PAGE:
I removed Ubuntu from partition and remove those partitions too after that whenever I start my window grub rescue screen pop up and not letting me enter in bios.

2 Answers 2


I'm guessing you're using UEFI boot with fast boot enabled, so there's no time to press the key that boots into setup.

Use the command fwsetup in the GRUB prompt. It should reboot the computer into setup. Then remove GRUB as a boot option.

Optionally you can remove GRUB from the EFI system partition, but there's no harm in leaving it there. You can do that by assigning the partition a letter in diskpart and deleting Ubuntu leftovers from there.

  • Unknown command 'fwsetup'
    – Rishabh
    Jun 9, 2021 at 7:20
  • That would suggest your UEFI is configured for BIOS boot. You should be able to access the setup with the hard disk disconnected.
    – gronostaj
    Jun 9, 2021 at 8:05
  • I tried it too but still nothing happening a black screen and in it, there is something appears like '
    – Rishabh
    Jun 9, 2021 at 8:09
  • Media test failure, check cable; existing Broadcom pxe ROM; no bootable device -- insert boot disk and press any key
    – Rishabh
    Jun 9, 2021 at 8:10
  • Thanks now I reached to it actually f2 was not working so I tried with different keyboard and it works now
    – Rishabh
    Jun 9, 2021 at 8:15

First of all it is important to know your systems specifications. It could be

  1. a PC with BIOS, or
  2. a PC with (U)EFI.

In case of the later, it could be configured in

  1. native UEFI mode
  2. compatibility/legacy mode, BIOS compatible (called CSM, short for UEFI's Compatibility Support Module)

Since modern PCs use UEFI sind around before 2010 it is most likely a UEFI-PC, but it could be in native mode or in legacy (BIOS) mode, i.e. UEFI-CSM. This difference is crucial, as it defines which partition table is used (and in turn also how the system boots):

  1. native UEFI mode: GUID partition table (GPT)
  2. CSM (BIOS mode): Master Boot Record (MBR)

In UEFI mode the boot sequence is totally different from the BIOS way, but GRUB can be booted in both cases and it would also look the same.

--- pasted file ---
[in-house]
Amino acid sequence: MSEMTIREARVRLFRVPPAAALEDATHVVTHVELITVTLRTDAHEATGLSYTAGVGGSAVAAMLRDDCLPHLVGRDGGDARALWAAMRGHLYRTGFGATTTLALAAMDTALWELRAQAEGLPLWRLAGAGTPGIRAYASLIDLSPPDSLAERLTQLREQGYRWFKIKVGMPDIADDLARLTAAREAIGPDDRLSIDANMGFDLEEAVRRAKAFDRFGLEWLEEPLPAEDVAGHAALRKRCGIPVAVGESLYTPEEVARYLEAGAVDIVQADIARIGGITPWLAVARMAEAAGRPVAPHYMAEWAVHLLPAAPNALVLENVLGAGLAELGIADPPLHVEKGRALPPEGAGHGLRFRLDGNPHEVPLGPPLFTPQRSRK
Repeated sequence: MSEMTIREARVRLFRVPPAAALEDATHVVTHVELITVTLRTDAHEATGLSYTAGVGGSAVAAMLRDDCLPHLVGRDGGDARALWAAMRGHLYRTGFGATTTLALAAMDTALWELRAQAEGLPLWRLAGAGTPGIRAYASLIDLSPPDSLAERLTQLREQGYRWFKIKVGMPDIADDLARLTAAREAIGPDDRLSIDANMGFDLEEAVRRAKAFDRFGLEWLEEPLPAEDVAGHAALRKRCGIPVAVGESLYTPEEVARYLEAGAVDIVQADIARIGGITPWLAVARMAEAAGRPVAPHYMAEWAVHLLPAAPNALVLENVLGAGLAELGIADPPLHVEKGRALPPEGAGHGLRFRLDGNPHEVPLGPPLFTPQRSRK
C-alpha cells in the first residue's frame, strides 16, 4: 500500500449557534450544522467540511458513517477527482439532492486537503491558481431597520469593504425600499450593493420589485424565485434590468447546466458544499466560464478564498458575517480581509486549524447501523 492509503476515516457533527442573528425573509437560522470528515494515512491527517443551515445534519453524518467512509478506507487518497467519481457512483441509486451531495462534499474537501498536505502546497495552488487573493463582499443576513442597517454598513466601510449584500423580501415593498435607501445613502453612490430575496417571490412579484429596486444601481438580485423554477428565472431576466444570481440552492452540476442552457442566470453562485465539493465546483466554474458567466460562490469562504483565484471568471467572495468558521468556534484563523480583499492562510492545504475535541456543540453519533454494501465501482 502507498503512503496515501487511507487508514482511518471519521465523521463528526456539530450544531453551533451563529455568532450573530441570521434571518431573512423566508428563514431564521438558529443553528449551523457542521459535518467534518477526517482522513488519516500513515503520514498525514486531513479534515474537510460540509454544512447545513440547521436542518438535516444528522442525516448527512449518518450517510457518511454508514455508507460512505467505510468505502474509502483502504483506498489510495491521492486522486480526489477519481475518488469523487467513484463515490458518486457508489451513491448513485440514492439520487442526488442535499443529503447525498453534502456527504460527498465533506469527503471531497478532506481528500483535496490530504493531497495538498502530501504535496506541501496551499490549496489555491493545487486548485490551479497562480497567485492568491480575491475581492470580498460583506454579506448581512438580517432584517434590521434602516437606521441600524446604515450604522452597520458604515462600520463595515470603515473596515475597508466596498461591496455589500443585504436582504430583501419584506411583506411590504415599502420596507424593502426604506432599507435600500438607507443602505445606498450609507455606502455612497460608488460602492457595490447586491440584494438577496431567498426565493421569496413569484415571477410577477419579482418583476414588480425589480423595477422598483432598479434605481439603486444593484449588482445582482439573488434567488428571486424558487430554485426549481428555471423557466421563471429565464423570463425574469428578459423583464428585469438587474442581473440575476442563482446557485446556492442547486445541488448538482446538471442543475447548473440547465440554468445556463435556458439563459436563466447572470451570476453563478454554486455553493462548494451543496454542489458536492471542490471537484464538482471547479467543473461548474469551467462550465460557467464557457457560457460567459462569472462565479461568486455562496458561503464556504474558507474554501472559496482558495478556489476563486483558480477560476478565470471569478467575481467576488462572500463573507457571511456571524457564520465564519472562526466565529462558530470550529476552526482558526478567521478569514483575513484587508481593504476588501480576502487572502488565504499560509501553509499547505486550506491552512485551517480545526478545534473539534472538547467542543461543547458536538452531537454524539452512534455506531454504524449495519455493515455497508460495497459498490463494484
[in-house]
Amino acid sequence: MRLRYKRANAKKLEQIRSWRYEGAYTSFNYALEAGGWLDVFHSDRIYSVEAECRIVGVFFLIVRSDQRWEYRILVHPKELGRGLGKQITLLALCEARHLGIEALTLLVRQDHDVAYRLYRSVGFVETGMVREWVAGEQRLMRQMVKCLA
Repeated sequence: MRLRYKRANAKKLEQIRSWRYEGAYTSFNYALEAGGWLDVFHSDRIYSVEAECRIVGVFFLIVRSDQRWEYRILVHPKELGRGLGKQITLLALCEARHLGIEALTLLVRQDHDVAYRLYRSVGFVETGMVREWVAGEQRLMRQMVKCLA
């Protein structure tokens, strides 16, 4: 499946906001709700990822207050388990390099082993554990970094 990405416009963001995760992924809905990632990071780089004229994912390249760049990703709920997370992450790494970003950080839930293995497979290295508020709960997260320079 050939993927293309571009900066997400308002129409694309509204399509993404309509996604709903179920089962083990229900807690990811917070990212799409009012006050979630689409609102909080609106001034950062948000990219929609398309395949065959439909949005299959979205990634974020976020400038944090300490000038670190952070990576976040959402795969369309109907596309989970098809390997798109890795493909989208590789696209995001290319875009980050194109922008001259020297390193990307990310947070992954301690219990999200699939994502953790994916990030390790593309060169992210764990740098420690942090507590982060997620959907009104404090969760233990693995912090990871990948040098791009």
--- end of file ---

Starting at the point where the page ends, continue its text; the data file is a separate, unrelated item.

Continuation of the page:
Case 1

Suppose you are in UEFI mode: (U)EFI uses a special partition with EFI boot loaders on it, called the EFI System Partition or, in short: ESP. It is per UEFI specification a FAT partition (FAT32, but FAT16 should also work). Some non-standard UEFIs also support NTFS though. Don't ever delete this partition as it will earse all the boot loaders, the ones for Windows and the ones for Linux. If you did that you're doomed, but since you see a GRUB message this shouldn't be the case...

Additionally, in UEFI mode boot loaders are registered with the firmware and this information is stored in NVRAM. In the UEFI firmware setup, sometimes still called BIOS setup (even though it's not a BIOS anymore), it can be expected that those boot options are listed, but adding such boot options is only possible from an EFI console (power user stuff, don't even try it) or from a booted operating system. The Windows installation process and the Linux installer takes care of this. Is this information lost, or is it set to a non-existing boot loader, UEFI will refuse to boot. Sometimes there is a pre-defined boot loader, normally used for removable (external) media, that should always work as a fallback for internal media: on the ESP those fallback boot loaders are \EFI\BOOT\BOOTX64.EFI (for 64-Bit EFI on x86) or \EFI\BOOT\BOOTIA32.EFI (for 32-Bit EFI on x86). (For ARM and Itanium those would be BOOTARM.EFI/BOOTAA64.EFI and BOOTIA64.EFI.)

So this is your best case scenario: Ubuntu Linux is installed in this way and the GRUB boot loader is still set as the default UEFI boot loader. UEFI loads GRUB from the ESP and GRUB doesn't find its boot configuration, because you've deleted the Linux boot partition along with GRUBs configuration.